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Advice on Living with Incontinence

Transient Incontinence & its Causes

As the name suggests, transient incontinence isn’t permanent. Caused by a temporary or treatable underlying issue, once that’s been identified and treated, bladder issues should also be resolved.
Published by Jane Granger
Transient Incontinence & its Causes

What is Transient Incontinence?

All types of incontinence (defined as the involuntary loss of urine) are caused by an underlying condition, be that a weakened pelvic floor muscle, mobility or neurological issue.

In certain instances, like Parkinson’s disease as an example, the underlying condition is ongoing which means any associated incontinence will also continue.

Transient Incontinence refers to continence issues that can and do resolve when the condition that’s causing it heals or is cured.


What conditions cause Transient Incontinence?

  • A weakened pelvic floor muscle. If you’re able to exercise and strengthen the muscle then you will be able to regain control
  • Low estrogen, often associated with menopause
  • Urinary Tract Infections, also called UTIs
  • Constipation. Straining can add stress and weaken the pelvic floor muscle. In addition, compacted stools can put pressure on the bladder, impeding the sensation and message that it’s full and should be emptied. In other cases, compacted stools may inhibit the bladder’s ability to fully empty, leading to retention. Both can cause overflow incontinence
  • Being pregnant and giving birth. Both add stress to the pelvic floor muscle.
  • Stroke. When the messages between the brain and bladder are compromised. Depending on the degree of recovery, this may or may not resolve.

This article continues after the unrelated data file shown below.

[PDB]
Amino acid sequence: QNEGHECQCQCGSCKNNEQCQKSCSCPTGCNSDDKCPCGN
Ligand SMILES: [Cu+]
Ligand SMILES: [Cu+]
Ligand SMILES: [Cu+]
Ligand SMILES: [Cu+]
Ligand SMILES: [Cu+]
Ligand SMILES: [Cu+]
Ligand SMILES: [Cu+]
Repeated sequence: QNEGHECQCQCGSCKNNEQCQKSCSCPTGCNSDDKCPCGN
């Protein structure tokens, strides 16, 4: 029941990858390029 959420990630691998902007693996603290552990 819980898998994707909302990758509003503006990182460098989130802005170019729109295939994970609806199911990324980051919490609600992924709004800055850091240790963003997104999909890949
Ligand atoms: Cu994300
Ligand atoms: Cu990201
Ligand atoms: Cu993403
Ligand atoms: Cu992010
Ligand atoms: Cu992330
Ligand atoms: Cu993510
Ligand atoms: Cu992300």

• Depression. Still to be conclusive, but evidence suggests a correlation between these two conditions. It was originally thought that depression was the symptom of persistent incontinence, but scientists are now hypothesising that these two conditions share a common neurochemical development – so may be more intertwined than initially thought. You can read more about it in this Springer Link paper
  • Certain medications, like diuretics, blood pressure medication, anti-depressants and sleeping pills
  • Pelvic surgery


What to do about Transient Incontinence

The first thing you must do is consult with your doctor. A professional needs to diagnose the cause which will determine the best remedy.

In some instances, like stroke, childbirth and surgery, incontinence may improve on its own as you recover. However, your doctor may recommend exercises or other treatments to expedite the recovery, so it’s still best to check.

If the issue is medication, sometimes the type of drug or dose can be adjusted.

Infections such as a are unlikely to resolve on their own. In fact, left untreated, the responsible bacteria can travel up the urethra to the bladder and on to the kidneys, so it’s essential to get on top of it quickly.

Following healthy bladder habits is also recommended, both while you have incontinence and when symptoms are no longer present – to help keep them at bay. These include:

  • Drinking plenty of water
  • Avoid food and drinks that have the potential to irritate your bladder
  • Maintaining weight within a healthy range
  • Avoiding constipation
  • Quitting smoking
  • Ensure your pelvic floor muscle stays strong with exercise


Products to use while your Transient Incontinence is being resolved

Using a suitably absorbent product will allow you to get on with life until your incontinence is resolved.

TENA’s range of products are specifically designed to handle the thinner, faster flow of a weak bladder, and have odour control. There are products to manage just a few drops through to discreetly absorbing the contents of a full bladder.

To find the product best suited to your needs, try our Product Finder tool and take advantage of our Free Samples offer.




Asaleo Care makes no warranties or representations regarding the completeness or accuracy of the information. This information should be used only as a guide and should not be relied upon as a substitute for professional, medical or other health professional advice.

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